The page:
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[G.R. No. 125857. March 20, 2002.]




Petitioner was charged before the Regional Trial Court of Cavite City, Branch 17, with the crime of Robbery, committed as follows:chanrob1es virtual 1aw library

That on or about September 1, 1990, in the City of Cavite, Republic of the Philippines and within the jurisdiction of this Honorable Court, the above-named accused, with 20 others whose identities have not been established, with intent to gain, conspiring, confederating together and mutually helping each other, there, willfully, unlawfully and feloniously rob, take and carry away 153,338 lineal meters of rattan poles valued at P597,650.10 belonging to the Princesa Rattan Gatherers Cooperative, Inc. which have been impounded by the government for having been shipped without the legal documents required under existing forest laws and regulations, without the consent of the latter and to its damage and prejudice in the total amount of P597,650.10, Philippine currency.

Contrary to law. 1

Petitioner was arraigned on October 29, 1991. The other accused who remained unidentified were at large; hence, trial proceeded against petitioner only.chanrob1es virtua1 1aw 1ibrary

It appears that on July 27, 1990, the Coast Guard apprehended the motor launch M/L Blessed at Cañacao Bay and found rattan poles on board. While the vessel was docked, foresters of the Department of Environment and Natural Resources arrived and saw the rattan poles being unloaded on the shore and loaded on a truck. Petitioner, who is the owner of the M/L Blessed and the truck on which the rattan poles were being loaded, was present with his wife, so with Mrs. Velasco, the owner of the Princesa Rattan Gatherers Cooperative, Inc. The foresters conducted an inventory of the rattan poles and discovered that there was an excess of the allowable volume of rattan poles that may be shipped. Hence, the DENR officials issued a temporary seizure order against the shipment.

The rattan poles remained at Cañacao Bay, under the watch of DENR personnel and employees of petitioner. On August 31, 1990, the DENR foresters decided that it was dangerous to stay in the premises overnight because a heavy storm was approaching. They looked for a volunteer to watch over the rattan poles. Olimpio Apileña, a nearby resident, offered to help.

The following day, the DENR foresters were unable to return to Cañacao Bay due to the floods. When they returned to the place on September 2, 1990, they found that the rattan poles were gone. According to Apileña, men arrived at midnight of August 31, 1990 and forcibly took the rattan poles.

In the course of the police investigation, it was found that on September 1, 1990, petitioner’s Pajero entered the Nazareno Rattan Furniture. Deliveries of rattan poles were made on said date. This was purportedly evidenced by the logbook of the said company. However, the prosecution was unable to present portions of the logbook because the guard of Nazareno refused to furnish them copies thereof.chanrob1es virtua1 1aw 1ibrary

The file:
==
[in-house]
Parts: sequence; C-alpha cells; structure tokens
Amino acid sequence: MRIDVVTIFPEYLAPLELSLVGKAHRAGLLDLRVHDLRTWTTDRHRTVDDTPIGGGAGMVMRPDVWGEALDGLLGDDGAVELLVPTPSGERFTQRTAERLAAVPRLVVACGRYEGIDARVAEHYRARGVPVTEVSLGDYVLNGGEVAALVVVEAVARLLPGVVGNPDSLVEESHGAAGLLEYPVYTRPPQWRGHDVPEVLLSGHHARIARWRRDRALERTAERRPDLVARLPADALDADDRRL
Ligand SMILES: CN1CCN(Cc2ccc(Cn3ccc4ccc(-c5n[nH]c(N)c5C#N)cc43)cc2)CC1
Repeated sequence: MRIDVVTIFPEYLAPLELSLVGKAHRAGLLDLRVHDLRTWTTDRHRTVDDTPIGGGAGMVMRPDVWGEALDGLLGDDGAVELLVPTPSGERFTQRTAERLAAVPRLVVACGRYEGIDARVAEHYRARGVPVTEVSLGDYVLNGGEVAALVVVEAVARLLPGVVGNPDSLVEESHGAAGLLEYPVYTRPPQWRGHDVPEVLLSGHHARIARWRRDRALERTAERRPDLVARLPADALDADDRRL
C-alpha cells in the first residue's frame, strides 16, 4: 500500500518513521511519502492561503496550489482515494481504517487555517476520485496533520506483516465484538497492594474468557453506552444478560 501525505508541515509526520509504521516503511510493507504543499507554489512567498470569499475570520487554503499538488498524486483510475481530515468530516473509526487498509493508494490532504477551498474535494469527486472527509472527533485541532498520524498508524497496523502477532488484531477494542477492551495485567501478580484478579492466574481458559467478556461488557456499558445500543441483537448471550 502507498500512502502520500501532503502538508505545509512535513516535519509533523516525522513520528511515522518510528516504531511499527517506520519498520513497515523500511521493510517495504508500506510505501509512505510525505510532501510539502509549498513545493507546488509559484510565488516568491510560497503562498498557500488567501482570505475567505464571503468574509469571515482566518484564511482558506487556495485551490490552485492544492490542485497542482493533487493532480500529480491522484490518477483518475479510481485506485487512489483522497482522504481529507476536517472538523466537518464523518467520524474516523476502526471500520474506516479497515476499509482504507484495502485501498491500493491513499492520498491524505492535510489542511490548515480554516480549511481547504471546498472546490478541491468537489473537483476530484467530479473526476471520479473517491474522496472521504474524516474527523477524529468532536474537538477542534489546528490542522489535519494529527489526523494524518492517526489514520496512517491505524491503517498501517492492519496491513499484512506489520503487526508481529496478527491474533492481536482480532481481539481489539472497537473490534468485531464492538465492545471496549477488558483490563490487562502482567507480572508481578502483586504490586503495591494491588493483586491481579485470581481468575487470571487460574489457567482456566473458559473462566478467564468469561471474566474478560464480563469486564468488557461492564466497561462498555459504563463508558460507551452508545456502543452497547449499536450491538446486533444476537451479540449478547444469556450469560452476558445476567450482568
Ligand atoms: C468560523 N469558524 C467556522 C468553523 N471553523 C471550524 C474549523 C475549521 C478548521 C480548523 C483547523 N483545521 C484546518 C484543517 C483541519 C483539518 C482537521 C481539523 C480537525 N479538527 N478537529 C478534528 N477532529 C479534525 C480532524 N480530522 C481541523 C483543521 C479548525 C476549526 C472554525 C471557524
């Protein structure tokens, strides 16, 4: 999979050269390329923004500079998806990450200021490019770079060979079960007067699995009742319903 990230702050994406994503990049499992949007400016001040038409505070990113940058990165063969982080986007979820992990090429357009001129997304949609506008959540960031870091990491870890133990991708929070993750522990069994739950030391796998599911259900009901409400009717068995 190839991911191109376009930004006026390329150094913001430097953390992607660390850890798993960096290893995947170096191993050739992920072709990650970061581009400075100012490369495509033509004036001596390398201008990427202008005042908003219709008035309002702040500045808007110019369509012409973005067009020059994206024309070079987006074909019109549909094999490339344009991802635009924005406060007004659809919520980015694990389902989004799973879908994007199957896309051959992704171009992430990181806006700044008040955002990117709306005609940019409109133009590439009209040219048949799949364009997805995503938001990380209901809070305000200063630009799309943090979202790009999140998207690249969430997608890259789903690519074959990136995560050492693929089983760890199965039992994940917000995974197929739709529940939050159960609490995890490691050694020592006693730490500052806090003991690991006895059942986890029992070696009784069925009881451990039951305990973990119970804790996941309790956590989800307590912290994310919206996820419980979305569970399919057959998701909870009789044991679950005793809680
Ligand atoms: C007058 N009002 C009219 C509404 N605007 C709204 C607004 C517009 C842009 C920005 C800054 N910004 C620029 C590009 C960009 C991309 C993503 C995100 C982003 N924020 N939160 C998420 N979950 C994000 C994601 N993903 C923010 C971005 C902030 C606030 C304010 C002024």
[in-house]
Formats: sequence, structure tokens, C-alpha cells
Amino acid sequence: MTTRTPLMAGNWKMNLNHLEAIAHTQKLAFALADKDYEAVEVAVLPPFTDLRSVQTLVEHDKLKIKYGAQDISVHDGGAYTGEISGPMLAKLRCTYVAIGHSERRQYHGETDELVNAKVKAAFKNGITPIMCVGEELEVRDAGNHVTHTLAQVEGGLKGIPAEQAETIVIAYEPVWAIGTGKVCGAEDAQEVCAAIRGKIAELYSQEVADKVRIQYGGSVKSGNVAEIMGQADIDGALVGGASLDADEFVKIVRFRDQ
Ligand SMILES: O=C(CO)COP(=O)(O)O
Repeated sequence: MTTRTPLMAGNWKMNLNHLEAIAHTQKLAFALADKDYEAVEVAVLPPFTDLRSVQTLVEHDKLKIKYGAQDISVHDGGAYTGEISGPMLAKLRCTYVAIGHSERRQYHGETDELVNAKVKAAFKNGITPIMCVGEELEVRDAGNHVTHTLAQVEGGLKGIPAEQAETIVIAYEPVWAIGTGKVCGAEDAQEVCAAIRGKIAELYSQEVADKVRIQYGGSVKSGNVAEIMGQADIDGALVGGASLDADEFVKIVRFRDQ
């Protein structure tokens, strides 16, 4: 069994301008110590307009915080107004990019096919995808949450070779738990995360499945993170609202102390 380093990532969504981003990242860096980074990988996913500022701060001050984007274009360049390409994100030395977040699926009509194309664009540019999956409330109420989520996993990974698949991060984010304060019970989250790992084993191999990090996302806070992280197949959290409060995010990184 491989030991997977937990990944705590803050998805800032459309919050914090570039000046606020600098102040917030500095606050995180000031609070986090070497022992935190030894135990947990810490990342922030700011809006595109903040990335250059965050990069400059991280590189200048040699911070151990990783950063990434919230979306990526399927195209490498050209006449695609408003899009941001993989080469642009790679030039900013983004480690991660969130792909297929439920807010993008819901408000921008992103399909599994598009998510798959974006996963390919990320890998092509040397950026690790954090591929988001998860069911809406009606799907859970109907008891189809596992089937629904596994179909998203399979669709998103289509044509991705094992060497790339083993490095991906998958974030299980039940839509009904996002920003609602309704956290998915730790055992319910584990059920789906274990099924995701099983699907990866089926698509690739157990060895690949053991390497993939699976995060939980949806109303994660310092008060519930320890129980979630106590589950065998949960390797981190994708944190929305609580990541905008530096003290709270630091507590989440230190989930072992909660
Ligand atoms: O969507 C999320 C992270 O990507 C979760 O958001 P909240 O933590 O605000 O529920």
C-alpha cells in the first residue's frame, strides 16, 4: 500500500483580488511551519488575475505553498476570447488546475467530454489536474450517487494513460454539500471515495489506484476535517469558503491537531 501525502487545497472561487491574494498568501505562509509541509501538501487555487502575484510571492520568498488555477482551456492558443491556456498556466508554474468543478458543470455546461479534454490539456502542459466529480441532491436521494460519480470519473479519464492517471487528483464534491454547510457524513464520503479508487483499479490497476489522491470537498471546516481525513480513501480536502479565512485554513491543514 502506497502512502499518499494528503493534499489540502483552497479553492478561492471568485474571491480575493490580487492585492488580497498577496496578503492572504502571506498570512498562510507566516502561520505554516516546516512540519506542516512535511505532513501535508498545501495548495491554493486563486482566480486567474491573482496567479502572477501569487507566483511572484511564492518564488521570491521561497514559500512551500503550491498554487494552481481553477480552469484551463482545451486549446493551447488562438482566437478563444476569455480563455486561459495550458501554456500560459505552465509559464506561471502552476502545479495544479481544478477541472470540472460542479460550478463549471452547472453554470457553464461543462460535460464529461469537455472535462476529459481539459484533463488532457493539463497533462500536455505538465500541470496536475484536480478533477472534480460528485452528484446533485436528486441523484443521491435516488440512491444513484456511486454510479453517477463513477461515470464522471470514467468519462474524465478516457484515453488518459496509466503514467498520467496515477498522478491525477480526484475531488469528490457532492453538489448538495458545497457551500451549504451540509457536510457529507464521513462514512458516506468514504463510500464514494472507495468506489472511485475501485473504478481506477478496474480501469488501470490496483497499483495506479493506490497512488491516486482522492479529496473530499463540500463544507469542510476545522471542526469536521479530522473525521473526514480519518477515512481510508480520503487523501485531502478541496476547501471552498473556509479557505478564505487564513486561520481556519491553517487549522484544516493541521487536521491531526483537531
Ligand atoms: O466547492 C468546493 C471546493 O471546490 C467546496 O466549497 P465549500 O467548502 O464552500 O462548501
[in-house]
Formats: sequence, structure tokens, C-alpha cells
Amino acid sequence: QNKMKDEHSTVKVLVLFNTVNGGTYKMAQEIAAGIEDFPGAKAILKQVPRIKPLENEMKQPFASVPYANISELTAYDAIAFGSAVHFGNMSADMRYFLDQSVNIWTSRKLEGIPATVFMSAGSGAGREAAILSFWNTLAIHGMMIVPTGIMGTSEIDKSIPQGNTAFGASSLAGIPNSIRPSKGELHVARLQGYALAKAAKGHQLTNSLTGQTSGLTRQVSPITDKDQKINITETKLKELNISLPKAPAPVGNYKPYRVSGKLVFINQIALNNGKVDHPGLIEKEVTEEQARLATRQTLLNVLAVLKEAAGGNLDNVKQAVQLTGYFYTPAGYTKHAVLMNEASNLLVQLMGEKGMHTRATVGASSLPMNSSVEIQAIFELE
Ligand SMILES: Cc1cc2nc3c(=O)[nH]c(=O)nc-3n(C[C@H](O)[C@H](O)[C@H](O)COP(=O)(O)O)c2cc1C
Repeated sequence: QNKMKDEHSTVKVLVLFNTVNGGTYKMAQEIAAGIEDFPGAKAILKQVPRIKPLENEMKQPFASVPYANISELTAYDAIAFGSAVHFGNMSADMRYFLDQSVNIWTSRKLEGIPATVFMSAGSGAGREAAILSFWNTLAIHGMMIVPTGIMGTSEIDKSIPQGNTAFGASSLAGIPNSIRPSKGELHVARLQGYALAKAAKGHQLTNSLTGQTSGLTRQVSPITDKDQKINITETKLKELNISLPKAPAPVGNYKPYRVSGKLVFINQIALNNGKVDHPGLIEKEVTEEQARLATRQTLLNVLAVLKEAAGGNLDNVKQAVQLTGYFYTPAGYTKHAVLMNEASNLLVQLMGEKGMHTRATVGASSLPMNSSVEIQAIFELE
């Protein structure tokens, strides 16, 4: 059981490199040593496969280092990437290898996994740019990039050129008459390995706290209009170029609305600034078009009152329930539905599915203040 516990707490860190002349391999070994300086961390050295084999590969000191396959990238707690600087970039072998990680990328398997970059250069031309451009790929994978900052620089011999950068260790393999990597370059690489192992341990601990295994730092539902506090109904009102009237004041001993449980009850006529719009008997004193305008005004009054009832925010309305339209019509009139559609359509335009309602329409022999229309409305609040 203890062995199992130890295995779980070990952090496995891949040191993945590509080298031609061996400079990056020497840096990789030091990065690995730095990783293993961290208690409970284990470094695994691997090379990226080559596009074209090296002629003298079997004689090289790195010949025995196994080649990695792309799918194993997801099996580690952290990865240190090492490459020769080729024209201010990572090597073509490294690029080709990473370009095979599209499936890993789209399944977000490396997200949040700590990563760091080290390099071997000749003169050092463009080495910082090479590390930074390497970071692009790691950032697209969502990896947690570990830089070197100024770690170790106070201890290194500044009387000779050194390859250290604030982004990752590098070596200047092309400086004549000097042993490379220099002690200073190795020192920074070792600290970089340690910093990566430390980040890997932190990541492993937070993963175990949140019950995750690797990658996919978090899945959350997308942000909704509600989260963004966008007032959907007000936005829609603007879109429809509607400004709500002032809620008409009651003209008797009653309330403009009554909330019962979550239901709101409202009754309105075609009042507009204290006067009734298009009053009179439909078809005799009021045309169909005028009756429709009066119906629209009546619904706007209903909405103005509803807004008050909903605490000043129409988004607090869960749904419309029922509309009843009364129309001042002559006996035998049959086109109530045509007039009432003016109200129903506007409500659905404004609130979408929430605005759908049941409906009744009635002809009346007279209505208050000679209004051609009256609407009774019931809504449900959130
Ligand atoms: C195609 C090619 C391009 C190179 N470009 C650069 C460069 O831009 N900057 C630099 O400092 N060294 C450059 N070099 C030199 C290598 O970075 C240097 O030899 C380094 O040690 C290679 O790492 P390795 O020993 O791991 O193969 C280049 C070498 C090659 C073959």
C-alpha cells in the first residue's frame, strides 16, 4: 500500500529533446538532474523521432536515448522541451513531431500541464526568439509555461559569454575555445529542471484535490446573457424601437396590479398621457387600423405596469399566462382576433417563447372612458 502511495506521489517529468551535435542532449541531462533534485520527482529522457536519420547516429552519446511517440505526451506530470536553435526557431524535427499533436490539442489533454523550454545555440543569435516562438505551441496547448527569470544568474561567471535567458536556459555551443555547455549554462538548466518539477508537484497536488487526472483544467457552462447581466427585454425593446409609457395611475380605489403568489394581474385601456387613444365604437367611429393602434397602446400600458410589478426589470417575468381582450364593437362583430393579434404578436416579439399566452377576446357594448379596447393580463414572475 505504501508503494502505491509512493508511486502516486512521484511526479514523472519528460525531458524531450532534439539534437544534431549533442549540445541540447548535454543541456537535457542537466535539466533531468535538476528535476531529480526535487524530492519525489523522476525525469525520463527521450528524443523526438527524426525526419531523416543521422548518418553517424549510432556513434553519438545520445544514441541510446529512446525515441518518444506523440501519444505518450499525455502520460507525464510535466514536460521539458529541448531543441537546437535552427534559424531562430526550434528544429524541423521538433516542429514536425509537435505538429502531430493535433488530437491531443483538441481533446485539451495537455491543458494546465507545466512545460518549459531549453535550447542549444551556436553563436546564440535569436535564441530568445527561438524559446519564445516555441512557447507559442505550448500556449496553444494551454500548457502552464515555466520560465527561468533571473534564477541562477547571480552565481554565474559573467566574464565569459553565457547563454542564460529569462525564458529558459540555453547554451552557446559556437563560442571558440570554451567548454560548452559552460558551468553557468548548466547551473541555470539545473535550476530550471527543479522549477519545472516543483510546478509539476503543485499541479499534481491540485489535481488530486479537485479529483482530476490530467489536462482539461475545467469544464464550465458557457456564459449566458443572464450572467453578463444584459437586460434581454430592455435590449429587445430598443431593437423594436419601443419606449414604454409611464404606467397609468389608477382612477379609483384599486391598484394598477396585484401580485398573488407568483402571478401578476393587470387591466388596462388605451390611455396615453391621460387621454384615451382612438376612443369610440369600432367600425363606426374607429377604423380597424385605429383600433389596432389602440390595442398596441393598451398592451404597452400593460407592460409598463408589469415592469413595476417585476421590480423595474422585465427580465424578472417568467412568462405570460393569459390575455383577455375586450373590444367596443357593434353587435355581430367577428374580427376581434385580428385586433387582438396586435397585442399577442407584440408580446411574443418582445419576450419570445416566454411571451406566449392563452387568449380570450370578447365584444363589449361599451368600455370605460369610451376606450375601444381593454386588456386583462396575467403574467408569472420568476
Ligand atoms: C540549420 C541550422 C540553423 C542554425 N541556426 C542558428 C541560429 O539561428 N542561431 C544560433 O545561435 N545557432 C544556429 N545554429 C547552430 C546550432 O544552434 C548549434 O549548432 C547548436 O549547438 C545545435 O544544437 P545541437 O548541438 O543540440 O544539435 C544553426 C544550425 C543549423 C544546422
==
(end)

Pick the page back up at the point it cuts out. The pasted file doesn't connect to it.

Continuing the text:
Further, forest protection officers found petitioner’s truck, bearing license plate PFV-540, parked at the Blessed Rattan Sales Compound owned by petitioner, located in Sangandaan, Novaliches. The said truck was allegedly the same truck on which rattan poles were loaded at Cañacao Bay.

Based on these circumstances, petitioner was implicated in the loss of the rattan poles. After the prosecution rested its case against petitioner, he filed a demurrer to evidence which was denied in an Order dated October 30, 1992. Petitioner refused to present evidence, maintaining that the evidence presented by the prosecution against him was insufficient to prove his guilt.

On February 26, 1993, the trial court rendered judgment as follows:chanrob1es virtual 1aw library

WHEREFORE, in view of the foregoing, the Court finds the accused Guillermo Arce guilty beyond reasonable doubt of robbery in an uninhabited place as defined and penalized under paragraph 5, Art. 294 in relation to Art. 295 and he is hereby sentenced to undergo imprisonment of from Six (6) months of arresto mayor, as minimum to Eight (8) years of prision mayor, as maximum, to indemnify the National Government in the amount of P597,650.10 corresponding to the rattan poles taken and to pay the costs.


Petitioner appealed to the Court of Appeals, where the same was docketed as CA-G.R. CR Case No. 15233. On February 29, 1996, the Court of Appeals rendered the assailed decision affirming the judgment of conviction, the dispositive portion of which reads:chanrob1es virtual 1aw library

WHEREFORE, the Decision of the lower court convicting accused-appellant Guillermo Arce of the crime of Robbery is hereby AFFIRMED, with the modification that the minimum penalty, applying the Indeterminate Sentence Law, shall be six (6) months and one (1) day of prision correccional minimum, and the maximum penalty remains at eight (8) years of prision mayor minimum as maximum. The rest of the appealed Decision stands. Costs de officio.


Hence, the instant petition for review.

We find merit in the petition.